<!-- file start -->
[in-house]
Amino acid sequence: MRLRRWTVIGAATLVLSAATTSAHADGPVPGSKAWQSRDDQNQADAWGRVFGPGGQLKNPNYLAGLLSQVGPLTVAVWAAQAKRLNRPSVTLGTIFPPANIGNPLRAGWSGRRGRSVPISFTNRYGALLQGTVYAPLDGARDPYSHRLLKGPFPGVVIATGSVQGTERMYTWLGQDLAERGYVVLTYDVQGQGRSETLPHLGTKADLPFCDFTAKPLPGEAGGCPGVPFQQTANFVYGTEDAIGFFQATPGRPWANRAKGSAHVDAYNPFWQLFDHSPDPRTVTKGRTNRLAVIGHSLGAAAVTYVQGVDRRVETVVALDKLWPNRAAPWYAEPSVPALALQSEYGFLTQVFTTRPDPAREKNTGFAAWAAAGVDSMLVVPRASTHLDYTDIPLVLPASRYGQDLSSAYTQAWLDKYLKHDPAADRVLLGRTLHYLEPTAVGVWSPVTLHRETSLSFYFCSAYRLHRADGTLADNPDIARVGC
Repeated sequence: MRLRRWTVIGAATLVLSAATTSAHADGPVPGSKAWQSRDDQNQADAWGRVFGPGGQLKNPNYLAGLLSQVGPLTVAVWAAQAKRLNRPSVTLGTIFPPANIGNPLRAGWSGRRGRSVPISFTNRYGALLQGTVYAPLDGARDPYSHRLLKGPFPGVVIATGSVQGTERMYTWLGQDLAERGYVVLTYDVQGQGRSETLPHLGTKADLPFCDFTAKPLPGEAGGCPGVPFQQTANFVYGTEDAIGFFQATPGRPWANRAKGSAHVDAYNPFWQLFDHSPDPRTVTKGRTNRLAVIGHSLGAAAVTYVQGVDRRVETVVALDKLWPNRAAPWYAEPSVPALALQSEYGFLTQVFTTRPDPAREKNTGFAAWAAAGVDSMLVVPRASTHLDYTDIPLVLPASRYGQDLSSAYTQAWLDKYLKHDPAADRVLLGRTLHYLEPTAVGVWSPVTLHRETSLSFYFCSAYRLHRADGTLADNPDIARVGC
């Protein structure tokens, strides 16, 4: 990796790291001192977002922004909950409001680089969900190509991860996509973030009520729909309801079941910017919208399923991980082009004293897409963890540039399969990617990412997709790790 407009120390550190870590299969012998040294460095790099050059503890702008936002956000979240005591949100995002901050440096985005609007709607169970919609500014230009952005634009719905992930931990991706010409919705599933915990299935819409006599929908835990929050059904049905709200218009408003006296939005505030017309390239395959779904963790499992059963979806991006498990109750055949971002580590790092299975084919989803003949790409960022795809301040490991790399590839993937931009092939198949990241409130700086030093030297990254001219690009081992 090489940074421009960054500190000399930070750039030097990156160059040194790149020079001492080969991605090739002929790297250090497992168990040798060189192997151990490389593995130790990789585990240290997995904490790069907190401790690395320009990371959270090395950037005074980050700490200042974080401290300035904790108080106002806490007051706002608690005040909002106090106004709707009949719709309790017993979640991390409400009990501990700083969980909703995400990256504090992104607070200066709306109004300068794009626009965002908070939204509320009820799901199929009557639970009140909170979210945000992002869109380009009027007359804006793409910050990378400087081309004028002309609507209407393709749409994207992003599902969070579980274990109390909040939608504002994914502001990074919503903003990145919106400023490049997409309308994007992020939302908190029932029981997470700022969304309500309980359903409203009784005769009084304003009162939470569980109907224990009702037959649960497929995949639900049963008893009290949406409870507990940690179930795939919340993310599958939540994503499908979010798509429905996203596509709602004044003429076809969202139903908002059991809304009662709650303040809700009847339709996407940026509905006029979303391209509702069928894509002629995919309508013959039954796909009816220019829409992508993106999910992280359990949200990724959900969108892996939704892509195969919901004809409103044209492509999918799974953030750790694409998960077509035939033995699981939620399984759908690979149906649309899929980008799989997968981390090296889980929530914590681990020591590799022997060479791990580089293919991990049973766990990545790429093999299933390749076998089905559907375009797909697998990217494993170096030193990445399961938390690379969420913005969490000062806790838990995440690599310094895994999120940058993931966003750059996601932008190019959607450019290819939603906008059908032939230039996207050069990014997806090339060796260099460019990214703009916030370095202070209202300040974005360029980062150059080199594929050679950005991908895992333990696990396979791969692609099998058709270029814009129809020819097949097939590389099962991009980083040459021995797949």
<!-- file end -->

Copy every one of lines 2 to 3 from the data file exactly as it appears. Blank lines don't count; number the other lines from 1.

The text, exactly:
Amino acid sequence: MRLRRWTVIGAATLVLSAATTSAHADGPVPGSKAWQSRDDQNQADAWGRVFGPGGQLKNPNYLAGLLSQVGPLTVAVWAAQAKRLNRPSVTLGTIFPPANIGNPLRAGWSGRRGRSVPISFTNRYGALLQGTVYAPLDGARDPYSHRLLKGPFPGVVIATGSVQGTERMYTWLGQDLAERGYVVLTYDVQGQGRSETLPHLGTKADLPFCDFTAKPLPGEAGGCPGVPFQQTANFVYGTEDAIGFFQATPGRPWANRAKGSAHVDAYNPFWQLFDHSPDPRTVTKGRTNRLAVIGHSLGAAAVTYVQGVDRRVETVVALDKLWPNRAAPWYAEPSVPALALQSEYGFLTQVFTTRPDPAREKNTGFAAWAAAGVDSMLVVPRASTHLDYTDIPLVLPASRYGQDLSSAYTQAWLDKYLKHDPAADRVLLGRTLHYLEPTAVGVWSPVTLHRETSLSFYFCSAYRLHRADGTLADNPDIARVGC
Repeated sequence: MRLRRWTVIGAATLVLSAATTSAHADGPVPGSKAWQSRDDQNQADAWGRVFGPGGQLKNPNYLAGLLSQVGPLTVAVWAAQAKRLNRPSVTLGTIFPPANIGNPLRAGWSGRRGRSVPISFTNRYGALLQGTVYAPLDGARDPYSHRLLKGPFPGVVIATGSVQGTERMYTWLGQDLAERGYVVLTYDVQGQGRSETLPHLGTKADLPFCDFTAKPLPGEAGGCPGVPFQQTANFVYGTEDAIGFFQATPGRPWANRAKGSAHVDAYNPFWQLFDHSPDPRTVTKGRTNRLAVIGHSLGAAAVTYVQGVDRRVETVVALDKLWPNRAAPWYAEPSVPALALQSEYGFLTQVFTTRPDPAREKNTGFAAWAAAGVDSMLVVPRASTHLDYTDIPLVLPASRYGQDLSSAYTQAWLDKYLKHDPAADRVLLGRTLHYLEPTAVGVWSPVTLHRETSLSFYFCSAYRLHRADGTLADNPDIARVGC